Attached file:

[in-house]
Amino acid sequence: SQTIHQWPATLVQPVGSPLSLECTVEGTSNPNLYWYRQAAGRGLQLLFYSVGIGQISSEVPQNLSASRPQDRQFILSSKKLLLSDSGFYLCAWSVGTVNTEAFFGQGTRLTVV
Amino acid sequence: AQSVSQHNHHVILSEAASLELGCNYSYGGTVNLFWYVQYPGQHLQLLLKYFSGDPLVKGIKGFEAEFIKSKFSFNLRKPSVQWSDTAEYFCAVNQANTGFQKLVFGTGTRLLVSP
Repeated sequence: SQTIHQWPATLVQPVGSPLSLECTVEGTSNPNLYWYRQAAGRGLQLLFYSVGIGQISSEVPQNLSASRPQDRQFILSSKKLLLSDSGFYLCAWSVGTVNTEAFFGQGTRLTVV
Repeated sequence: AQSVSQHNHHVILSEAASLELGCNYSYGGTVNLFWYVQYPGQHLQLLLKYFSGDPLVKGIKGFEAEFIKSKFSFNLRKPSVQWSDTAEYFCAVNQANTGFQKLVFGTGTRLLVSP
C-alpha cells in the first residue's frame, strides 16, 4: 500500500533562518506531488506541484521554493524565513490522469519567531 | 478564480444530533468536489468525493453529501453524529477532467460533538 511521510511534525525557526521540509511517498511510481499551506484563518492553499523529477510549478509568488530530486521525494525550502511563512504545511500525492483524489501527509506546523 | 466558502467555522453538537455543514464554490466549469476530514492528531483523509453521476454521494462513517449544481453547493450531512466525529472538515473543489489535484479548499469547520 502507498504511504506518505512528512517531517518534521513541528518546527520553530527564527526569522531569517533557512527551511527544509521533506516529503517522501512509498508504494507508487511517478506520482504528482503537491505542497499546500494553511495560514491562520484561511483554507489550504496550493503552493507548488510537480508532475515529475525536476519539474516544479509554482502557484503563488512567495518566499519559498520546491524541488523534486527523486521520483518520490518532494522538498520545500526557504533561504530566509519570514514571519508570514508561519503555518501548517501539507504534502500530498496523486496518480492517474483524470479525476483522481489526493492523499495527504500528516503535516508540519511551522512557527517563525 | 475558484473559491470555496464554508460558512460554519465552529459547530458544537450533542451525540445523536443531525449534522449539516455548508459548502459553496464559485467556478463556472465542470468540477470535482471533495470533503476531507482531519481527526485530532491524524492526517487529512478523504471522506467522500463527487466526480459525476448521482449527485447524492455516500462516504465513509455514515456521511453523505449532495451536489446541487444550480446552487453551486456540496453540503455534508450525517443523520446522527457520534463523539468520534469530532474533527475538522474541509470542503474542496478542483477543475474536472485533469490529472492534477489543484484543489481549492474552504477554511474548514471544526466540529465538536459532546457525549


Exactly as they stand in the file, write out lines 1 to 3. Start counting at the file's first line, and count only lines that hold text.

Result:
[in-house]
Amino acid sequence: SQTIHQWPATLVQPVGSPLSLECTVEGTSNPNLYWYRQAAGRGLQLLFYSVGIGQISSEVPQNLSASRPQDRQFILSSKKLLLSDSGFYLCAWSVGTVNTEAFFGQGTRLTVV
Amino acid sequence: AQSVSQHNHHVILSEAASLELGCNYSYGGTVNLFWYVQYPGQHLQLLLKYFSGDPLVKGIKGFEAEFIKSKFSFNLRKPSVQWSDTAEYFCAVNQANTGFQKLVFGTGTRLLVSP